Here’s what flavors are trending, according to McCormick

Illustration for article titled Here’s what flavors are trending, according to McCormick
Photo: REDA&CO / Contributor (Getty Images)

Seasoning giant McCormick just released its latest flavor trends report, and the brand has identified four pandemic-influenced flavor profiles that it projects to be the next big things for this coming year. This’ll be something to keep an eye on when you’re seeing new products pop up in the coming months. I’m never sure how accurate these predictions are, but let’s see what the rest of the year has in store for our tastebuds. Trade publication Food Navigator USA has the analysis.

Advertisement

First, let’s consider one flavor profile that McCormick calls “Plants Pushing Boundaries”—meaning that since plant-based food is in the forefront now, people are thinking of fruits and vegetables more of a main course than a side dish. Meaty produce like trumpet mushrooms might make their way to the forefront. Colorful and vibrant veggies might also make bigger appearances including carrots and purple sweet potatoes.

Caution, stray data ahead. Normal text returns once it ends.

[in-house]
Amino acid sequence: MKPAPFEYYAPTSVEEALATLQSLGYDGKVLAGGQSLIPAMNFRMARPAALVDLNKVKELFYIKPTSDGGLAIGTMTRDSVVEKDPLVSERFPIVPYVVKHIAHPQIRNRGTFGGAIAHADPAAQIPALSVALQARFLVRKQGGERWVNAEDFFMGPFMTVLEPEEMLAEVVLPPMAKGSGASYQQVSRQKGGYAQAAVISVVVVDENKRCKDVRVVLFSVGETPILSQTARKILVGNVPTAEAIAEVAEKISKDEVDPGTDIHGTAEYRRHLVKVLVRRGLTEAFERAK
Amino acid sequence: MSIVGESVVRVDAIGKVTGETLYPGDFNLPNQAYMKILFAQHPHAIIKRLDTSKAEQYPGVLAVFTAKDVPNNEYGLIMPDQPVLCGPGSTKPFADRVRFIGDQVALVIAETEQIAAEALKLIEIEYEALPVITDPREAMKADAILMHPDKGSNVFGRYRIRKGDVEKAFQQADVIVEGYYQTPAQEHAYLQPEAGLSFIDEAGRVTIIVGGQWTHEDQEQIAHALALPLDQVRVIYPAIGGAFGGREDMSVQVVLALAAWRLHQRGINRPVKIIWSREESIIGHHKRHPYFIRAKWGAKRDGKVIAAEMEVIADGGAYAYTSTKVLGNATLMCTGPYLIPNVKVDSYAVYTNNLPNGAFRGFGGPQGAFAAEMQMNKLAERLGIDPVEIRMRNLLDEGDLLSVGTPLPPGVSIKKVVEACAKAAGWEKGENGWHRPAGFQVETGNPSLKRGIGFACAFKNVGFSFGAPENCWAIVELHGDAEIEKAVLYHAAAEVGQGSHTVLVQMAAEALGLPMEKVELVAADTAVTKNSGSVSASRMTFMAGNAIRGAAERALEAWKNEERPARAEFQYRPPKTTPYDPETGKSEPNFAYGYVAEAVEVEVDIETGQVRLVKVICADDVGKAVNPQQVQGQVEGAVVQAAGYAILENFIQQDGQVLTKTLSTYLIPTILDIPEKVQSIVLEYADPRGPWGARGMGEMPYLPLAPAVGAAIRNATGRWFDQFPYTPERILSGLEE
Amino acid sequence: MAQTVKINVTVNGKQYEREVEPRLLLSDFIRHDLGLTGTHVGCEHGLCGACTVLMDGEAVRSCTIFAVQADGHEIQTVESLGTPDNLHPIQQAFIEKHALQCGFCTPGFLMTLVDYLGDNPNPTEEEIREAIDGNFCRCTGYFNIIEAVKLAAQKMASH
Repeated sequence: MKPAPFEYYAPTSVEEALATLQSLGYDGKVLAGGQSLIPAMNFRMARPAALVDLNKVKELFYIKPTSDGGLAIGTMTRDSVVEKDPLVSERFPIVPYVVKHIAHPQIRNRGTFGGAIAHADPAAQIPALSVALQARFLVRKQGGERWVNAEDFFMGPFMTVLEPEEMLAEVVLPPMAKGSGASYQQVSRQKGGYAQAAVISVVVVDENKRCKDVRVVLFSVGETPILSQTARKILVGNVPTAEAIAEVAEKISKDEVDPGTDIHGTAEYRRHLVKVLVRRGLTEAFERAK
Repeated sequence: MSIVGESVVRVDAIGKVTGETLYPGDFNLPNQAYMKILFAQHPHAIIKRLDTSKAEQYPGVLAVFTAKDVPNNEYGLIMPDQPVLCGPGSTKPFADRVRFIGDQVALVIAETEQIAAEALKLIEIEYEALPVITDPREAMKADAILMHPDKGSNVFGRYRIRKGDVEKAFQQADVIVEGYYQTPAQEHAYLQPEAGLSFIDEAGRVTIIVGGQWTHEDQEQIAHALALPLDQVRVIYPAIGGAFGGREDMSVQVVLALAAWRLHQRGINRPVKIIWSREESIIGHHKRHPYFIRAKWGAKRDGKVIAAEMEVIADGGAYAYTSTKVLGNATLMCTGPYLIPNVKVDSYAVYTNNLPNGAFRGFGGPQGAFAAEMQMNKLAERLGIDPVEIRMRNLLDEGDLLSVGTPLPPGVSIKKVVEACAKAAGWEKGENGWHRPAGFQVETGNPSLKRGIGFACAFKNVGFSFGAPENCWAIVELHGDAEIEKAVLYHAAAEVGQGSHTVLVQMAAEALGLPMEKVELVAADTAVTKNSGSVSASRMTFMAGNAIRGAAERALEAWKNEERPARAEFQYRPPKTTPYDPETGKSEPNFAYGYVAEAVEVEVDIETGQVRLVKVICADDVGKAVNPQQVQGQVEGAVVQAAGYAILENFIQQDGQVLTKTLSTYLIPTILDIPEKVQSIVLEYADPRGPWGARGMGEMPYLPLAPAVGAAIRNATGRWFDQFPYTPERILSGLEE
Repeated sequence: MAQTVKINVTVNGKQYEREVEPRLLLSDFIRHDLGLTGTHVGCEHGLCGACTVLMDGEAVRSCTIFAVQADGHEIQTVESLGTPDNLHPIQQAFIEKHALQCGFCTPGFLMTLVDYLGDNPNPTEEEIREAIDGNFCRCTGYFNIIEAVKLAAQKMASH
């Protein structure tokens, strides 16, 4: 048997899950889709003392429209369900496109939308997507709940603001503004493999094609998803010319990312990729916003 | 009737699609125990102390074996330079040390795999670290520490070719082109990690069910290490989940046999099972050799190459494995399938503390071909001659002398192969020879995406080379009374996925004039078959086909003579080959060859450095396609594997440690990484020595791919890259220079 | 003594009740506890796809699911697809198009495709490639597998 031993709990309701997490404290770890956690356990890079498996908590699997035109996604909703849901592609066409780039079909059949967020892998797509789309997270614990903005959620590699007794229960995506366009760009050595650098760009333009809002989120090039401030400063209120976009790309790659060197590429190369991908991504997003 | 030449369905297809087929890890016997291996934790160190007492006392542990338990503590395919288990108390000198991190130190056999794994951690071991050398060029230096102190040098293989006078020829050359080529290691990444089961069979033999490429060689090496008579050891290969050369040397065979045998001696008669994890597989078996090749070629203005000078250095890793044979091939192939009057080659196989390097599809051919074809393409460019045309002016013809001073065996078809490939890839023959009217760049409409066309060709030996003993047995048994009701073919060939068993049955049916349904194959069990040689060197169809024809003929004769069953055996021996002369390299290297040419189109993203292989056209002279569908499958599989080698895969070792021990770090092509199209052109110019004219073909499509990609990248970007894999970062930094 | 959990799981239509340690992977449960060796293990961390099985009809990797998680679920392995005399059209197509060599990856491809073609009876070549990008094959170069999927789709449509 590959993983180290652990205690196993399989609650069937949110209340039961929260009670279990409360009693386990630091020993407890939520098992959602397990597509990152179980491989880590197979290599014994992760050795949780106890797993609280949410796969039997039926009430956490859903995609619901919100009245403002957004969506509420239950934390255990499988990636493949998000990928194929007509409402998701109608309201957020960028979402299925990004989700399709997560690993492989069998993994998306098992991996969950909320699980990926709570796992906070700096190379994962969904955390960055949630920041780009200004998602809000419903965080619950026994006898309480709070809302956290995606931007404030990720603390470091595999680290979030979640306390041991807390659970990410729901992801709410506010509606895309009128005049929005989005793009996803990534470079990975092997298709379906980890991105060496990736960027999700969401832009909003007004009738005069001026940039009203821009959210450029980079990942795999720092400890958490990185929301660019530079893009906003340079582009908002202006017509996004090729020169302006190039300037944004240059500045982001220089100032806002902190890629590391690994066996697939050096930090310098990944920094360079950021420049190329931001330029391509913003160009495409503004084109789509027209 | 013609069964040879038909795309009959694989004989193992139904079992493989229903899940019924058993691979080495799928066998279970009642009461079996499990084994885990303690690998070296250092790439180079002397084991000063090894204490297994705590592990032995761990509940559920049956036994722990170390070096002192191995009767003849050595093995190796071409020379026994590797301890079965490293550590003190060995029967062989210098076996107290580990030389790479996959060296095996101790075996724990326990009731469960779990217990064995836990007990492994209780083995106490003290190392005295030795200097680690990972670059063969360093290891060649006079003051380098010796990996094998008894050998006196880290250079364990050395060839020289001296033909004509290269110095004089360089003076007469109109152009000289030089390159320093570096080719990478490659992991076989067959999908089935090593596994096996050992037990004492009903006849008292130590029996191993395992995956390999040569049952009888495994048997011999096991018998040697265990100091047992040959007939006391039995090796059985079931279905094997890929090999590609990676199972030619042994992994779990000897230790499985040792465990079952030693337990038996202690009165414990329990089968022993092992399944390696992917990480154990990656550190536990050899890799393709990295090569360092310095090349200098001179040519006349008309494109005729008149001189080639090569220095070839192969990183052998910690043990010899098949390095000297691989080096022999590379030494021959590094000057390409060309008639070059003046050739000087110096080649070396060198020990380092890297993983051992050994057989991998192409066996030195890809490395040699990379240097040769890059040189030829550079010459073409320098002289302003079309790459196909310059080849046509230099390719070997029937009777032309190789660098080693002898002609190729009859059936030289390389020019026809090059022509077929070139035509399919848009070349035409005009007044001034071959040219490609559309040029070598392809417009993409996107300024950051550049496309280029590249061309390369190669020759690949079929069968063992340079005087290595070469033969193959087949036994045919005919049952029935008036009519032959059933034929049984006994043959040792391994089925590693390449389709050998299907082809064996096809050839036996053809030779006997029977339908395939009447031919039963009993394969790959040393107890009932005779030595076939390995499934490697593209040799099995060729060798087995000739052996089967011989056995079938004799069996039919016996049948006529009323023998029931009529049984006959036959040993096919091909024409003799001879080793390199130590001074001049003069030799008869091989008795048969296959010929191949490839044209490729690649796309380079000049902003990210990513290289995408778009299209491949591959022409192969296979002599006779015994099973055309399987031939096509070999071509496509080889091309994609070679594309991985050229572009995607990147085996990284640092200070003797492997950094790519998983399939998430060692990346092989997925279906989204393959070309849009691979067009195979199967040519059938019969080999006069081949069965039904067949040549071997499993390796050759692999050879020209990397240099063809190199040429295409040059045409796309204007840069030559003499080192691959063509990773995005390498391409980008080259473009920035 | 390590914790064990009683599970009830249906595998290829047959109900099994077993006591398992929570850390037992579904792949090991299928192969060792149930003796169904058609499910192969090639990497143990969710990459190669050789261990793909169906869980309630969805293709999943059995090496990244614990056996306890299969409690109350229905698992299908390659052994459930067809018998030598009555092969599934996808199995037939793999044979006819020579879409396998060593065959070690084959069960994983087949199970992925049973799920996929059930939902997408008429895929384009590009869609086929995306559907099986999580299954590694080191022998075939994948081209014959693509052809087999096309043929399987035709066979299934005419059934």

Then there’s the “Humble Nosh” category, which describes comfort food from across the globe. This category includes flavors like those you can find in chaat masala, chili crisp (I can confirm the chili crisp craze is still going strong from what I’m seeing), and pandan, which tastes a bit like vanilla.

Another category is “Underwater, Under Discovered,” referring to ingredients you find in the ocean, like seaweed (dulse), spirulina (algae), and even salt water itself. Am I convinced we’re really going to be drinking sea water cocktails? No, but the world is a wacky place.

Lastly, there’s what McCormick refers to as “Psychological Eating,” which refers to foods and flavors that are influenced by ancient beliefs like the Ayurvedic practice. The flavors here are heavily reliant on coriander, sea salt, lemon, turmeric, cumin, and ginger, which are ingredients that are considered warming and cooling to the body. I’m not so sure about this one, though I don’t typically find myself in grocery stores like Whole Foods where I’d see more of these products.

But this is straight from the horse’s mouth, so that’s something to take into consideration. How this will shape the products on store shelves I don’t know, but if you’re seeing brand new items with these flavors or ingredients in them, consider yourself informed.

Staff writer at The Takeout. Also: Saveur Humor Blog Award Winner, professional pizza maker, and insufferable troublemaker.

DISCUSSION

foods and flavors that are influenced by ancient beliefs like the Ayurvedic practice

Warming/Cooling foods were great before a bunch of Influencers decided to Goop them all up. Now we have people mainlining Turmeric because they believe it makes them ‘healthier’